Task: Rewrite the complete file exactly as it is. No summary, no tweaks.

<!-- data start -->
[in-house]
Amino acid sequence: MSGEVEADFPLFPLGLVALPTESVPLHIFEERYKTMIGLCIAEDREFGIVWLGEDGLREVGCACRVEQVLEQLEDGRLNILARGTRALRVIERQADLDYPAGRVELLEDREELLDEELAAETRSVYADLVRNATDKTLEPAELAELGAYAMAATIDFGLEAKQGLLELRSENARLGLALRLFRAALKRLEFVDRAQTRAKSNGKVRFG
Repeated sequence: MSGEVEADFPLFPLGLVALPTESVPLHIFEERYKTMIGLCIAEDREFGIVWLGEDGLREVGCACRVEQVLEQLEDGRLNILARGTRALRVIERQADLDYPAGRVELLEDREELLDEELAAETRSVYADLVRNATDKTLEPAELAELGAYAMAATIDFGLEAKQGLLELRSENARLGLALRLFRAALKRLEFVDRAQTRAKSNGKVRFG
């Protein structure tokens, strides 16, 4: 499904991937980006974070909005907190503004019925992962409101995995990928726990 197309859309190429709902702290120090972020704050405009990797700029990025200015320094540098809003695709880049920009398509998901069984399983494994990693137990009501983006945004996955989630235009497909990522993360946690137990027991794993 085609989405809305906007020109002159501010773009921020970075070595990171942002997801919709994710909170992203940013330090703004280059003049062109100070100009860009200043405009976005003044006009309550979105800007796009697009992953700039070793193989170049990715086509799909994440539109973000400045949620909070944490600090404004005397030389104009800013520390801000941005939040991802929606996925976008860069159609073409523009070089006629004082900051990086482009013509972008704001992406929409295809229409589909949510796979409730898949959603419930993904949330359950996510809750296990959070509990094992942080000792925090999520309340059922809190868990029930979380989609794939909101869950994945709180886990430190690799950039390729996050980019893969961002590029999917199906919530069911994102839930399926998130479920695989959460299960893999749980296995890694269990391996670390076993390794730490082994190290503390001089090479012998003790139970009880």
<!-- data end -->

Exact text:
[in-house]
Amino acid sequence: MSGEVEADFPLFPLGLVALPTESVPLHIFEERYKTMIGLCIAEDREFGIVWLGEDGLREVGCACRVEQVLEQLEDGRLNILARGTRALRVIERQADLDYPAGRVELLEDREELLDEELAAETRSVYADLVRNATDKTLEPAELAELGAYAMAATIDFGLEAKQGLLELRSENARLGLALRLFRAALKRLEFVDRAQTRAKSNGKVRFG
Repeated sequence: MSGEVEADFPLFPLGLVALPTESVPLHIFEERYKTMIGLCIAEDREFGIVWLGEDGLREVGCACRVEQVLEQLEDGRLNILARGTRALRVIERQADLDYPAGRVELLEDREELLDEELAAETRSVYADLVRNATDKTLEPAELAELGAYAMAATIDFGLEAKQGLLELRSENARLGLALRLFRAALKRLEFVDRAQTRAKSNGKVRFG
């Protein structure tokens, strides 16, 4: 499904991937980006974070909005907190503004019925992962409101995995990928726990 197309859309190429709902702290120090972020704050405009990797700029990025200015320094540098809003695709880049920009398509998901069984399983494994990693137990009501983006945004996955989630235009497909990522993360946690137990027991794993 085609989405809305906007020109002159501010773009921020970075070595990171942002997801919709994710909170992203940013330090703004280059003049062109100070100009860009200043405009976005003044006009309550979105800007796009697009992953700039070793193989170049990715086509799909994440539109973000400045949620909070944490600090404004005397030389104009800013520390801000941005939040991802929606996925976008860069159609073409523009070089006629004082900051990086482009013509972008704001992406929409295809229409589909949510796979409730898949959603419930993904949330359950996510809750296990959070509990094992942080000792925090999520309340059922809190868990029930979380989609794939909101869950994945709180886990430190690799950039390729996050980019893969961002590029999917199906919530069911994102839930399926998130479920695989959460299960893999749980296995890694269990391996670390076993390794730490082994190290503390001089090479012998003790139970009880």